Salsa Nocturna is the author’s first collection of 13 intertwining stories that take place in the city he loves so much, New York. Carlos, a half-dead soul collector (resurrection-gone-wrong) who works for the Council of the Dead, and is disgruntled at how his bosses are running things, is one of his most prominent characters, and Tenderfoot, the first story in the book, introduces him in a wonderful way. Then you’ll meet Gordo, the portly musician and protector of the city’s children. Those are only two of the wonderful cast of characters, but you’ll immediately fall in love with each story, and each inhabitant of the magical, and ghostly, world that Older has created. The stories are by turns terrifying and tender and the writing is flawless. The prose is a sparkling display of light and sound in words, which is no surprise, since the author is a musician himself. Themes of love, loss and yearning are explored and the radiance of the human spirit is always at the forefront.

Salsa Nocturna has much to love for fans of urban fantasy, horror, and even noir. There’s a reason this novel is called “ghost noir”, after all. It works perfectly as a gift because at 137 pages, it takes no time to read, and you certainly don’t have to read the stories all together (though you may not be able to resist doing so). In my review, I called it “flawless.” That tells you pretty much everything right there!

Salsa Nocturna
Crossed Genres, July 13, 2012
Trade Paperback and eBook, 144 pages

In which I ask several fellow bloggers,
A 300 year-old story collector enlists the help of the computer hacker next door to save her dying sister. A half-resurrected cleanup man for Death’s sprawling bureaucracy faces a phantom pachyderm, doll-collecting sorceresses and his own ghoulish bosses. Gordo, the old Cubano that watches over the graveyards and sleeping children of Brooklyn, stirs and lights another Malagueña. Down the midnight streets of New York, a whole invisible universe churns to life in Daniel José Older’s debut collection of ghost noir.

About Kristin: Kristin is a mom of 3 whose superpower is useless movie trivia. The inmates run the asylum, but in moments of quiet, she reviews speculative fiction for her own review blog, My Bookish Ways, and contributes to a few other sites where she indulges her other love of crime fiction. She’s known for her massive library which has already taken over the house, and threatens the entire block. Eventually she will finish her English degree and begin raking in the big bucks, but until then, reviewing books makes her deliriously happy, as does boxed wine, Supernatural, and traveling the world as a secret agent. One of those things isn’t true.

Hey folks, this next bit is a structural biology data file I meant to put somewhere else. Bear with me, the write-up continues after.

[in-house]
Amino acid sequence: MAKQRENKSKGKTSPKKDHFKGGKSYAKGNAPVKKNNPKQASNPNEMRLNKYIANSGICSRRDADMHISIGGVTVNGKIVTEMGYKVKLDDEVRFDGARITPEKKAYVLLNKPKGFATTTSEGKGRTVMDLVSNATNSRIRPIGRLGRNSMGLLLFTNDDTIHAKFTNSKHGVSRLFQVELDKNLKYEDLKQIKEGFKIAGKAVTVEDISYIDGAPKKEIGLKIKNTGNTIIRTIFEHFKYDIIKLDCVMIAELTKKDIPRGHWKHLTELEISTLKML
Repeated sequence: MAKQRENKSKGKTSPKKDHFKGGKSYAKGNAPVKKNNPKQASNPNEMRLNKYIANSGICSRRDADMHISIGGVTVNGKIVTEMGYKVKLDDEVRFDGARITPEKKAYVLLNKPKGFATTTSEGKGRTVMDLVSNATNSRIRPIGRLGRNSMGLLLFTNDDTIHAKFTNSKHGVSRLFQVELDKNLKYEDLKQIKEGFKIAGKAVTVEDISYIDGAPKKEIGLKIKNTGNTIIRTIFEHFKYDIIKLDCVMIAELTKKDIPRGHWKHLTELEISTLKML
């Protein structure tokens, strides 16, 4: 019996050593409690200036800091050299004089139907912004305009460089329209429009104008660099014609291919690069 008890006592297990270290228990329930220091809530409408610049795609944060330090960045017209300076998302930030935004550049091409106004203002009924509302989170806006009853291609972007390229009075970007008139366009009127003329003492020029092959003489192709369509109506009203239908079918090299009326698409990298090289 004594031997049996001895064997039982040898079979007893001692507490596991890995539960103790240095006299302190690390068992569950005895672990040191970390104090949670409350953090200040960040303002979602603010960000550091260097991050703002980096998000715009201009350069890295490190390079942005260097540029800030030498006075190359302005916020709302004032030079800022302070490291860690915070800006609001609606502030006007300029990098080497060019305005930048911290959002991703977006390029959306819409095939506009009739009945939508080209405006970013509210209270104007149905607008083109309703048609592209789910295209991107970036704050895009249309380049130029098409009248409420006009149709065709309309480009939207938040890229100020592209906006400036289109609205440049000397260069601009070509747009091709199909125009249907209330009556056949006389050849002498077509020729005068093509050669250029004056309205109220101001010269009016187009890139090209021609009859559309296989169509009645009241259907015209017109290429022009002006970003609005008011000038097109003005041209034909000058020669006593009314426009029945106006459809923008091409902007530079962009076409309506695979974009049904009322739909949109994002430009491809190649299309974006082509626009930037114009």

Chelsea from Vampire Book Club

The book I gift the most often is Stacia Kane's Unholy Ghosts. This is one of those books that you can give an avid reader and they'll fall for it every time. Why? It is completely original. The writing is fresh to the point that there is a unique dialect used within the book by characters other than the narrator (as in, it won't grate on you, but adds so much depth to the reading experience). The plot is twisty, which I always appreciate. There are vibrant characters with real problems—no Mary Sue's here!—and rich world that feels real. If you think your reader friend is stuck in a book rut, I highly suggest gifting them a copy of Unholy Ghosts. It's the first in the series, and they'll thank you when they get hooked.

Unholy Ghosts
Chess Putnam 1
Del Rey, May 25, 2010
Mass Market Paperback and eBook, 352 pages

In which I ask several fellow bloggers,

The world is not the way it was. The dead have risen, and the living are under attack. The powerful Church of Real Truth, in charge since the government fell, has sworn to reimburse citizens being harassed by the deceased. Enter Chess Putnam, a fully tattooed witch and freewheeling ghost hunter. She’s got a real talent for banishing the wicked dead. But Chess is keeping a dark secret: She owes a lot of money to a murderous drug lord named Bump, who wants immediate payback in the form of a dangerous job that involves black magic, human sacrifice, a nefarious demonic creature, and enough wicked energy to wipe out a city of souls. Toss in lust for a rival gang leader and a dangerous attraction to Bump’s ruthless enforcer, and Chess begins to wonder if the rush is really worth it. Hell, yeah.

In which I ask several fellow bloggers,
About Chelsea:  When not crafting tales full of ass-kicking and kissing, Chelsea Mueller runs the totally fun blog Vampire Book Club, dishes on the latest book and TV hotties for Heroes & Heartbreakers and *gasp* hangs out with her incredibly awesome husband and two giant dogs. She loves bad cover songs, dramatic movies and TV vampires. She lives in Texas and has been known to say y’all.


Which book or books would you give as gifts?

Paul Weimer on Civilization VIMichael J. Martinez Interviews Paul Weimer!In which I ask several fellow bloggers, "Which book would you give for the holidays?"